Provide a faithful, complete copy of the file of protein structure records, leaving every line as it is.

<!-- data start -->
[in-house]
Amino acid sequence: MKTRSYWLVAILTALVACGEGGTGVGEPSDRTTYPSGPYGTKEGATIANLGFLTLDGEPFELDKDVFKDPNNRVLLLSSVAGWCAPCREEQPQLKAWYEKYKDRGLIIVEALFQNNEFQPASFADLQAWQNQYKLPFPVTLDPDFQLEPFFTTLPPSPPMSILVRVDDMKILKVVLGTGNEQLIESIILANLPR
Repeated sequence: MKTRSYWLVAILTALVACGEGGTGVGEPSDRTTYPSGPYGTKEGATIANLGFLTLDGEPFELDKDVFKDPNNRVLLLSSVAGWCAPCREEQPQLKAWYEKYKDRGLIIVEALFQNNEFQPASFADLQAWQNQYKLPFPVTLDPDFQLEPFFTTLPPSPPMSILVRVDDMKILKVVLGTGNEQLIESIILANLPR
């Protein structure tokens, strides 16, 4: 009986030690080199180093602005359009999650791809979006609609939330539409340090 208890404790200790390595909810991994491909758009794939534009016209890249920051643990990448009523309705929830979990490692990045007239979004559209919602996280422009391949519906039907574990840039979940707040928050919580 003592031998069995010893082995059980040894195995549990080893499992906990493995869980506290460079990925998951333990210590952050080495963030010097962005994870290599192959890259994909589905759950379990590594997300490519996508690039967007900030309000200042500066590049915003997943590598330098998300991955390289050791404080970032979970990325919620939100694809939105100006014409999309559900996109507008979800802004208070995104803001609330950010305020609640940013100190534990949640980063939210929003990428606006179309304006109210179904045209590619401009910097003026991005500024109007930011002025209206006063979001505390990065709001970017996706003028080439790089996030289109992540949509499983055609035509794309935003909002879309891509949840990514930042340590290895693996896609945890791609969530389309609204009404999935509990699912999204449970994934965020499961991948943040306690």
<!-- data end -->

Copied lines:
[in-house]
Amino acid sequence: MKTRSYWLVAILTALVACGEGGTGVGEPSDRTTYPSGPYGTKEGATIANLGFLTLDGEPFELDKDVFKDPNNRVLLLSSVAGWCAPCREEQPQLKAWYEKYKDRGLIIVEALFQNNEFQPASFADLQAWQNQYKLPFPVTLDPDFQLEPFFTTLPPSPPMSILVRVDDMKILKVVLGTGNEQLIESIILANLPR
Repeated sequence: MKTRSYWLVAILTALVACGEGGTGVGEPSDRTTYPSGPYGTKEGATIANLGFLTLDGEPFELDKDVFKDPNNRVLLLSSVAGWCAPCREEQPQLKAWYEKYKDRGLIIVEALFQNNEFQPASFADLQAWQNQYKLPFPVTLDPDFQLEPFFTTLPPSPPMSILVRVDDMKILKVVLGTGNEQLIESIILANLPR
């Protein structure tokens, strides 16, 4: 009986030690080199180093602005359009999650791809979006609609939330539409340090 208890404790200790390595909810991994491909758009794939534009016209890249920051643990990448009523309705929830979990490692990045007239979004559209919602996280422009391949519906039907574990840039979940707040928050919580 003592031998069995010893082995059980040894195995549990080893499992906990493995869980506290460079990925998951333990210590952050080495963030010097962005994870290599192959890259994909589905759950379990590594997300490519996508690039967007900030309000200042500066590049915003997943590598330098998300991955390289050791404080970032979970990325919620939100694809939105100006014409999309559900996109507008979800802004208070995104803001609330950010305020609640940013100190534990949640980063939210929003990428606006179309304006109210179904045209590619401009910097003026991005500024109007930011002025209206006063979001505390990065709001970017996706003028080439790089996030289109992540949509499983055609035509794309935003909002879309891509949840990514930042340590290895693996896609945890791609969530389309609204009404999935509990699912999204449970994934965020499961991948943040306690």